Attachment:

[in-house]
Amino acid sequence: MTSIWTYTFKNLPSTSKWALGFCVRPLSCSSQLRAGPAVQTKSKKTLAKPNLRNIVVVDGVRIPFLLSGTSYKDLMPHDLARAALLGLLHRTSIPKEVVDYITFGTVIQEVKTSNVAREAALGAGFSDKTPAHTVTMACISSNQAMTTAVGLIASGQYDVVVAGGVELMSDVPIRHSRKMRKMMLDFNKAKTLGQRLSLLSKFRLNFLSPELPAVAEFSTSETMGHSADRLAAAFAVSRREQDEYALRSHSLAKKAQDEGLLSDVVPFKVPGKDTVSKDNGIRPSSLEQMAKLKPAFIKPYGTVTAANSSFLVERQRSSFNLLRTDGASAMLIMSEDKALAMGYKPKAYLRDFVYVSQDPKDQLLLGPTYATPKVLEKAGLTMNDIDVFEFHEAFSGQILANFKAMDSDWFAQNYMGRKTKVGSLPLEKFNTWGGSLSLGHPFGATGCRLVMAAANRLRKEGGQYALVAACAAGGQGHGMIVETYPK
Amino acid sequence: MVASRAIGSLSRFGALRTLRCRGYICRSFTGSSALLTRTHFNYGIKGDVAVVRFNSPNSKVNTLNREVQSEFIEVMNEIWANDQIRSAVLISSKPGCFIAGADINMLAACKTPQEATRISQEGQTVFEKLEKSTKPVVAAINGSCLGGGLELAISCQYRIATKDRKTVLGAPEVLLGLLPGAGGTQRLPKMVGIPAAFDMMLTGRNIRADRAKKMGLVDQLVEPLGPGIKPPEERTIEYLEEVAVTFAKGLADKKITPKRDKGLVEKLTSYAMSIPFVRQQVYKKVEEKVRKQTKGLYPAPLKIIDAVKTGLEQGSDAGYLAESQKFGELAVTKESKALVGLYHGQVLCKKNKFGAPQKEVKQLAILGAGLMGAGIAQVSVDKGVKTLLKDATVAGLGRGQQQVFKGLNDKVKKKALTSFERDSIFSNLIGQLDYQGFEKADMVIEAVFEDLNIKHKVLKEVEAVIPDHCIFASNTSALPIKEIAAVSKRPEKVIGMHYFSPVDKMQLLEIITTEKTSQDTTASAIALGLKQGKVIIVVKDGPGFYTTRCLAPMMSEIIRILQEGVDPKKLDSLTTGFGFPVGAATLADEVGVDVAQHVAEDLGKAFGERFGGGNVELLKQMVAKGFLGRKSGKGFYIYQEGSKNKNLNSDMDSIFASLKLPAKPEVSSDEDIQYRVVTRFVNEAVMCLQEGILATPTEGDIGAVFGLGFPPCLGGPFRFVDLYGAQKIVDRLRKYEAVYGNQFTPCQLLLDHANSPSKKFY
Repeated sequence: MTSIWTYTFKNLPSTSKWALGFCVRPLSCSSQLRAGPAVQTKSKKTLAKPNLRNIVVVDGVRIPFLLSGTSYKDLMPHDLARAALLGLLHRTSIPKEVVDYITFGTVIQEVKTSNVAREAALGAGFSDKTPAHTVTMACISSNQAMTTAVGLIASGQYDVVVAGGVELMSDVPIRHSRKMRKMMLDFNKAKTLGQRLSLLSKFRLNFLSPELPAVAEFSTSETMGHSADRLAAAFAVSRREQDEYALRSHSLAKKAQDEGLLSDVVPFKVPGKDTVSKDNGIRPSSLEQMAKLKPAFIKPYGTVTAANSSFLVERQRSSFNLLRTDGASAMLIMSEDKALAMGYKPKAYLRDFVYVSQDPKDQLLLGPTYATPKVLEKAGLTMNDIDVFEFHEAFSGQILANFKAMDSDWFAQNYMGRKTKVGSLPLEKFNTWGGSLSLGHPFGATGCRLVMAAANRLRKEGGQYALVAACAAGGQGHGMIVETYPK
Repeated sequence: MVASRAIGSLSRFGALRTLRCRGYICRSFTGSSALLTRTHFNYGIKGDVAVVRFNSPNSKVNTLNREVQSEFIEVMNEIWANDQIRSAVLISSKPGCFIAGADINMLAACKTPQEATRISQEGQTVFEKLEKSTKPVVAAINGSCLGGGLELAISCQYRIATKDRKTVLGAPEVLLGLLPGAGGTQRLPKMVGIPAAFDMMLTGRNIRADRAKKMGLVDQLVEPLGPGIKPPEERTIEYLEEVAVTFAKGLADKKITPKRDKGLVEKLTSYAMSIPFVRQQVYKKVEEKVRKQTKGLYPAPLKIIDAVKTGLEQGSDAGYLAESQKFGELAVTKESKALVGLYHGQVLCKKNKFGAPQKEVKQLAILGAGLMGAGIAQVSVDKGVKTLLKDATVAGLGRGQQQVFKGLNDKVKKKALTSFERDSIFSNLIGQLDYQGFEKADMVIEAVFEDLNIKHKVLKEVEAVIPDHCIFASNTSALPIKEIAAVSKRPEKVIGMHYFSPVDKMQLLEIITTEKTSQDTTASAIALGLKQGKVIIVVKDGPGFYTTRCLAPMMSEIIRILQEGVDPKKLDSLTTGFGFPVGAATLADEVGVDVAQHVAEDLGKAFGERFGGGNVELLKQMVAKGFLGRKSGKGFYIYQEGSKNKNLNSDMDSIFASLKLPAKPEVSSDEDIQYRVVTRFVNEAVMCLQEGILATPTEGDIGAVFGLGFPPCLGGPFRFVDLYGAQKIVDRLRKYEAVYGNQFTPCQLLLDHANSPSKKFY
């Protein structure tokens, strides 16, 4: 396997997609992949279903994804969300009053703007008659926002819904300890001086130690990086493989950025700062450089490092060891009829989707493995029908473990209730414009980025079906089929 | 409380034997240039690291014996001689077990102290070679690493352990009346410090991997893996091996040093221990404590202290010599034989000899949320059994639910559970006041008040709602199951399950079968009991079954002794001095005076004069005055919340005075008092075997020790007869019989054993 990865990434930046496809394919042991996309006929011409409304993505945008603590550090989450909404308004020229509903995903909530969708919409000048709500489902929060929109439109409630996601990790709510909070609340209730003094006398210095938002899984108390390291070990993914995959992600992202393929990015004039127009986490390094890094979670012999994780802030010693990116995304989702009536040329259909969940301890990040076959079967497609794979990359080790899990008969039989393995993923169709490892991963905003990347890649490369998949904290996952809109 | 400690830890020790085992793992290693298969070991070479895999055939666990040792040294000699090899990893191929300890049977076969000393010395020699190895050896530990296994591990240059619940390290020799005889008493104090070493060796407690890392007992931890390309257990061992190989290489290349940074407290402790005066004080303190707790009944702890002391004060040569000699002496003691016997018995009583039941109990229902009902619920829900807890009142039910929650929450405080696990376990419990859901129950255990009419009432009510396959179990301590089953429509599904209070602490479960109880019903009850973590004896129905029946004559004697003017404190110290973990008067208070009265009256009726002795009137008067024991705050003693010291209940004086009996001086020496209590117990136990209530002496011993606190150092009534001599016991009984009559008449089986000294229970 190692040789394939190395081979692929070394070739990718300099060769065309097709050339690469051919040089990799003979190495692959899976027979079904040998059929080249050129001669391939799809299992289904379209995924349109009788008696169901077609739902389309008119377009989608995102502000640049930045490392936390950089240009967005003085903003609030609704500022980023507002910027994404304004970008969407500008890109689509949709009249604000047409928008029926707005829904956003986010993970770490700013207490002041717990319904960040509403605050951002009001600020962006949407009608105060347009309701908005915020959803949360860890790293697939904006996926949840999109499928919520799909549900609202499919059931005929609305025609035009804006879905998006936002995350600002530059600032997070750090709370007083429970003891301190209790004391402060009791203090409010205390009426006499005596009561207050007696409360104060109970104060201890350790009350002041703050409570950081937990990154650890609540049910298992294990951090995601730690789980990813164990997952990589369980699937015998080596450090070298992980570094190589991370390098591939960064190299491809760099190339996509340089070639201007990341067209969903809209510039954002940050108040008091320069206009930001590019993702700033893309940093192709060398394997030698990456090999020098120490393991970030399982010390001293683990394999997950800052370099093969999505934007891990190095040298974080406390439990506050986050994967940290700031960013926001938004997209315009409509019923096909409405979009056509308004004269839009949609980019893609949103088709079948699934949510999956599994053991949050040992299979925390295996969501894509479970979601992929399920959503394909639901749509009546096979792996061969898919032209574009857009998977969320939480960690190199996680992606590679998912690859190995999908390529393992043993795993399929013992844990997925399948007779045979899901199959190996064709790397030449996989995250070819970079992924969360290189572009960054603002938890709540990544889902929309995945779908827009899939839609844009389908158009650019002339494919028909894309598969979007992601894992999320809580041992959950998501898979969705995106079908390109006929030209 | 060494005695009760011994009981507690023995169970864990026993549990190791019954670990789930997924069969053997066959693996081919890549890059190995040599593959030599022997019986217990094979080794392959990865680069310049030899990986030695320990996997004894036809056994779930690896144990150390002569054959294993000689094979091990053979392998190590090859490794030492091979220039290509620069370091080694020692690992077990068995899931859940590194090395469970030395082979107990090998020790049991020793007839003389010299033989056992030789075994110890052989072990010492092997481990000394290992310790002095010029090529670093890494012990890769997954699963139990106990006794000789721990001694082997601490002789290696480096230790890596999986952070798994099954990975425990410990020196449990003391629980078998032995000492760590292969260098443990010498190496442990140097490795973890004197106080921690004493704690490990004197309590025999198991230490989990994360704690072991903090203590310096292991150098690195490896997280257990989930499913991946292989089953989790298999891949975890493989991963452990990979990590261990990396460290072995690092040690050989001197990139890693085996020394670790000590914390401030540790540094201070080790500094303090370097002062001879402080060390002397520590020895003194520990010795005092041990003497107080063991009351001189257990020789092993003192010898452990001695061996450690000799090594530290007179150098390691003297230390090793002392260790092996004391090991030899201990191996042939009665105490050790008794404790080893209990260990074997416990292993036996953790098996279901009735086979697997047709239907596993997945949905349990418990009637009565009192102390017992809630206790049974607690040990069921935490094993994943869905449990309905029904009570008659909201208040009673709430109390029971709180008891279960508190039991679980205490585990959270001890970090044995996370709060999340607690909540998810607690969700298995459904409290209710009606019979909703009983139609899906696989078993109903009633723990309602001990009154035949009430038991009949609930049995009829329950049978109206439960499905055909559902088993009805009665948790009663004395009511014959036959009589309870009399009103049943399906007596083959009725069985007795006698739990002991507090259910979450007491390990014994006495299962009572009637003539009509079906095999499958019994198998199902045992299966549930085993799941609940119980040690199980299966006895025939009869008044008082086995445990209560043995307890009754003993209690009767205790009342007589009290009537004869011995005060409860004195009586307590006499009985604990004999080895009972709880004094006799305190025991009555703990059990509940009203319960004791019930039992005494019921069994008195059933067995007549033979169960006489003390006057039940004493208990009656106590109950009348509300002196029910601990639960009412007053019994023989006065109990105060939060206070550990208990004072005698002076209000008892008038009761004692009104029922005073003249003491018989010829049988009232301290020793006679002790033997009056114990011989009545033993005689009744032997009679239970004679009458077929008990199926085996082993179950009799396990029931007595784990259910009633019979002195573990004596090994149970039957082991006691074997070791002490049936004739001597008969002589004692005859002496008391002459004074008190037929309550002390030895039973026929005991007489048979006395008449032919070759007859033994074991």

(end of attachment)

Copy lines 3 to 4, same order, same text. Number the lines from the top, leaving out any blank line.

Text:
Amino acid sequence: MVASRAIGSLSRFGALRTLRCRGYICRSFTGSSALLTRTHFNYGIKGDVAVVRFNSPNSKVNTLNREVQSEFIEVMNEIWANDQIRSAVLISSKPGCFIAGADINMLAACKTPQEATRISQEGQTVFEKLEKSTKPVVAAINGSCLGGGLELAISCQYRIATKDRKTVLGAPEVLLGLLPGAGGTQRLPKMVGIPAAFDMMLTGRNIRADRAKKMGLVDQLVEPLGPGIKPPEERTIEYLEEVAVTFAKGLADKKITPKRDKGLVEKLTSYAMSIPFVRQQVYKKVEEKVRKQTKGLYPAPLKIIDAVKTGLEQGSDAGYLAESQKFGELAVTKESKALVGLYHGQVLCKKNKFGAPQKEVKQLAILGAGLMGAGIAQVSVDKGVKTLLKDATVAGLGRGQQQVFKGLNDKVKKKALTSFERDSIFSNLIGQLDYQGFEKADMVIEAVFEDLNIKHKVLKEVEAVIPDHCIFASNTSALPIKEIAAVSKRPEKVIGMHYFSPVDKMQLLEIITTEKTSQDTTASAIALGLKQGKVIIVVKDGPGFYTTRCLAPMMSEIIRILQEGVDPKKLDSLTTGFGFPVGAATLADEVGVDVAQHVAEDLGKAFGERFGGGNVELLKQMVAKGFLGRKSGKGFYIYQEGSKNKNLNSDMDSIFASLKLPAKPEVSSDEDIQYRVVTRFVNEAVMCLQEGILATPTEGDIGAVFGLGFPPCLGGPFRFVDLYGAQKIVDRLRKYEAVYGNQFTPCQLLLDHANSPSKKFY
Repeated sequence: MTSIWTYTFKNLPSTSKWALGFCVRPLSCSSQLRAGPAVQTKSKKTLAKPNLRNIVVVDGVRIPFLLSGTSYKDLMPHDLARAALLGLLHRTSIPKEVVDYITFGTVIQEVKTSNVAREAALGAGFSDKTPAHTVTMACISSNQAMTTAVGLIASGQYDVVVAGGVELMSDVPIRHSRKMRKMMLDFNKAKTLGQRLSLLSKFRLNFLSPELPAVAEFSTSETMGHSADRLAAAFAVSRREQDEYALRSHSLAKKAQDEGLLSDVVPFKVPGKDTVSKDNGIRPSSLEQMAKLKPAFIKPYGTVTAANSSFLVERQRSSFNLLRTDGASAMLIMSEDKALAMGYKPKAYLRDFVYVSQDPKDQLLLGPTYATPKVLEKAGLTMNDIDVFEFHEAFSGQILANFKAMDSDWFAQNYMGRKTKVGSLPLEKFNTWGGSLSLGHPFGATGCRLVMAAANRLRKEGGQYALVAACAAGGQGHGMIVETYPK